4. Cash Buyers Gain the Advantage
Buyers who can afford to pay in cash aren’t beholden to interest rates or monthly payments. Rising interest rates don’t affect them. If anything, they help by reducing the purchasing power of the average buyer and quelling demand.
If cash is king in real estate during normal times, it’s emperor when interest rates spike. So if you’re in the market for a new house or looking to build a real estate investment portfolio and can afford to make lowball cash offers on properties that interest you, do so. As long as you can keep your patience and make many offers, sooner or later you’ll find a seller who will take you up on your cash offer.
Should You Buy a House When Interest Rates Are Rising?
If you can afford to buy in cash, then rising interest rates offer an opportunity to buy with less competition from other buyers.
But if you need a mortgage to cover your home purchase, the math gets murkier. On a monthly basis, you’ll pay more — maybe much more — than when interest rates were lower.
Price Out Adjustable-Rate Mortgages vs. Fixed-Rate Mortgages
You do have a few options available to you.
First, price out adjustable-rate mortgages (ARMs) in addition to fixed-rate mortgages. Lenders prefer ARMs because they incentivize borrowers to refinance — generating additional fees and interest for lenders.
To nudge borrowers into ARMs, they offer low introductory rates for the first three to 10 years. That might be enough time for interest rates to drop again, allowing you to refinance at a low interest rate in a few years before your rate starts adjusting upward.
Increase Your Down Payment
You can also reduce your monthly payment by putting down at least 20%. That lets you avoid private mortgage insurance (PMI) and reduces the overall loan amount that you’re paying high interest on. When interest rates are high, it pays to stretch to make a bigger down payment.
Consider the Cost of Buying vs. Renting
Finally, first-time homebuyers getting priced out of the market means they continue renting longer than they would otherwise. People always need housing, so lower demand for buying homes means higher demand for renting them. That can lead to rents rising faster than usual.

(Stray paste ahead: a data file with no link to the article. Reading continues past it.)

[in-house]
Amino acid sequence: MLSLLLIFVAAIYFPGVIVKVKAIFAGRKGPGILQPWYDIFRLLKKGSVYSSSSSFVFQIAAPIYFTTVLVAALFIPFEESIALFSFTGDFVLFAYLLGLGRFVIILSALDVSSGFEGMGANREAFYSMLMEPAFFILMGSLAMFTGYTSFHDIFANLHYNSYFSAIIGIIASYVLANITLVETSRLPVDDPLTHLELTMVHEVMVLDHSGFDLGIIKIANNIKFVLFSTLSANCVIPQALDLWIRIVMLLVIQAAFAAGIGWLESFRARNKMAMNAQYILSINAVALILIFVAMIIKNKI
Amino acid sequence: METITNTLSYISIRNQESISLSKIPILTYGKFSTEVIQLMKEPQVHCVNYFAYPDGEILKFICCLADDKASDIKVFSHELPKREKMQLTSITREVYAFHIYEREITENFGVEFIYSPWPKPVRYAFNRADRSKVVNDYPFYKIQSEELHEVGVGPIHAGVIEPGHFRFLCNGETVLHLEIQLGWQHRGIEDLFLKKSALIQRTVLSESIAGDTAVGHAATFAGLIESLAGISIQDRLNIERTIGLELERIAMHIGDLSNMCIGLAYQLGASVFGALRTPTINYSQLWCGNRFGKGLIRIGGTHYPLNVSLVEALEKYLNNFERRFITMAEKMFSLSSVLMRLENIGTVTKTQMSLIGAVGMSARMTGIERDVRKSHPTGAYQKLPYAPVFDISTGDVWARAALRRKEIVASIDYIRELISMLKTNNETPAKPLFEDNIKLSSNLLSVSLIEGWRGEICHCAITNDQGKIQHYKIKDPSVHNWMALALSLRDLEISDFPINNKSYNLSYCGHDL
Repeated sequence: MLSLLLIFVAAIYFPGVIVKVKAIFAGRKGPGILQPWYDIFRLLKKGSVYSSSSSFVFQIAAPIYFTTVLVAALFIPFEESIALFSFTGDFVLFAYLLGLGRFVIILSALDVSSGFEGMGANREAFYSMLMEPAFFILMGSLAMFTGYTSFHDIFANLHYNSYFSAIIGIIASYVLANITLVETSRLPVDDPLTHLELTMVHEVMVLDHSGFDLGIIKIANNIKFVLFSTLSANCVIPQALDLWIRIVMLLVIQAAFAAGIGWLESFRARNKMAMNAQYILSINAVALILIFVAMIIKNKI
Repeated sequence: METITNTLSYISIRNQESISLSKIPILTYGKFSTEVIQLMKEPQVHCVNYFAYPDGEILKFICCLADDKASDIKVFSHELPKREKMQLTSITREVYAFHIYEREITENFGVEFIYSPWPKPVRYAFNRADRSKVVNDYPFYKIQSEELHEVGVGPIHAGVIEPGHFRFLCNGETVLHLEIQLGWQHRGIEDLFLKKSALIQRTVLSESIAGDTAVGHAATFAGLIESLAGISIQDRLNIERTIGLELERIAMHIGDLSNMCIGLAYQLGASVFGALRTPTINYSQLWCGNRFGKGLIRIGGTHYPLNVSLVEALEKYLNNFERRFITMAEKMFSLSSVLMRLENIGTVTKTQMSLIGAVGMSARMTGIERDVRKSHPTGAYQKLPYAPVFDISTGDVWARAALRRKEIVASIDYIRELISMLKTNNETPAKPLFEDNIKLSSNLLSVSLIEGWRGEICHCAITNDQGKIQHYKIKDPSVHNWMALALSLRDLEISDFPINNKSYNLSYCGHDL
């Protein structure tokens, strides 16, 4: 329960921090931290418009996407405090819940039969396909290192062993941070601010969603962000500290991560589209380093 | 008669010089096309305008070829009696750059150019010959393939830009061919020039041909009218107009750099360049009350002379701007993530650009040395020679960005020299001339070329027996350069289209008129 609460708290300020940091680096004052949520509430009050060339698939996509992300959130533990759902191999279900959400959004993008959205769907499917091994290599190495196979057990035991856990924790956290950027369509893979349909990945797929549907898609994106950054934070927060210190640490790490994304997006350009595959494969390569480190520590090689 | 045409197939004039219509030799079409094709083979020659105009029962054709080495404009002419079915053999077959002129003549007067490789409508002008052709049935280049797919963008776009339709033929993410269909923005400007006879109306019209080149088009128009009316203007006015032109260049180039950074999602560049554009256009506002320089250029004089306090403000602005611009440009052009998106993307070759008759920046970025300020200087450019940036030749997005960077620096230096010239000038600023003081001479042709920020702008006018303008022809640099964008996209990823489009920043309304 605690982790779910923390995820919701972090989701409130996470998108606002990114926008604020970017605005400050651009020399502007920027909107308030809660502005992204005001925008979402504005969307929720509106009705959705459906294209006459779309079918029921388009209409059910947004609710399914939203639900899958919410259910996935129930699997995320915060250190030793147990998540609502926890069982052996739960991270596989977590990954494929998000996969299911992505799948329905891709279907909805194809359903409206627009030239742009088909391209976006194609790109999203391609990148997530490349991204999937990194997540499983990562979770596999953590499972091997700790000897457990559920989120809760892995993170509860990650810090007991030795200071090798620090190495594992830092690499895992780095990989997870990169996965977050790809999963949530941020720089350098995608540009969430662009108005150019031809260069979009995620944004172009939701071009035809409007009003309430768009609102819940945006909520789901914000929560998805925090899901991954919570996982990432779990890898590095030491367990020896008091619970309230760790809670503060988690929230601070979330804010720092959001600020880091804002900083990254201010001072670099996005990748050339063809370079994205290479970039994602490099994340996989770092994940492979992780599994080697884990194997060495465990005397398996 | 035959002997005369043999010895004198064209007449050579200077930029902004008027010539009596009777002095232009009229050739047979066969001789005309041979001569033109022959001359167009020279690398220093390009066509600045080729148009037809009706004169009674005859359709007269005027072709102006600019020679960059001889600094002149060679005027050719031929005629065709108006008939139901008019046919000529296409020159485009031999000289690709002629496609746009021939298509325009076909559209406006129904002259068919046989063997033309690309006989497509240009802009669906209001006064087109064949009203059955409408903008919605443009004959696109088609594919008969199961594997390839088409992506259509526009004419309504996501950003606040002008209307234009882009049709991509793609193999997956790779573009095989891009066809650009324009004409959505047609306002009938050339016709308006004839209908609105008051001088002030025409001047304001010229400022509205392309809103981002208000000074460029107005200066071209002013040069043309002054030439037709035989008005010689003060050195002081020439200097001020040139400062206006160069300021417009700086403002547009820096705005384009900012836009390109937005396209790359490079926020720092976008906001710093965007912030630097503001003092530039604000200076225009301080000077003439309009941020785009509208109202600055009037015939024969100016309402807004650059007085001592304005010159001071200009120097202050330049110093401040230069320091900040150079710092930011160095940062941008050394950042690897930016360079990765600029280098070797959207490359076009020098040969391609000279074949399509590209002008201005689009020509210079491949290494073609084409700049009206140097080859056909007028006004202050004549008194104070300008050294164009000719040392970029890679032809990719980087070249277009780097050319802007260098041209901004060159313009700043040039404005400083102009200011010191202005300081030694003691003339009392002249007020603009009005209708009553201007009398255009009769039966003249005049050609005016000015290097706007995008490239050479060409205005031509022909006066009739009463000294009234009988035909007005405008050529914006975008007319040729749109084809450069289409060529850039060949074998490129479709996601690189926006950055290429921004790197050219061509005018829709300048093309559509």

In fact, the Fed raises interest rates specifically to combat inflation and an overheating economy — precisely the ingredients that cause rents to jump in the first place. As you decide whether to buy or rent while interest rates rise, remember that renting might not offer much reprieve.
Higher interest rates might put downward pressure on home prices, but that doesn’t make them more affordable. It just means the same monthly payment covers a lower loan amount.
And the historical data isn’t exactly crystal clear on whether higher interest rates even cause housing prices to fall. Common sense suggests it, but housing markets are complex and driven by many factors, not all of them obvious.
The post-pandemic housing market of the early 2020s did see significant price reductions in many formerly hot markets. By June 2022, Redfin found that over 40% of sellers in pandemic hot spot markets have lowered their asking prices.
As you explore your options, consider house hacking to reduce or even eliminate your home loan payment. Get creative to use your home as a source of revenue.
If you can buy in cash, lowball cash offers can find more traction when interest rates are high. Your competition is at a disadvantage, putting you in the perfect position to ferret out urgent sellers with low cash offers.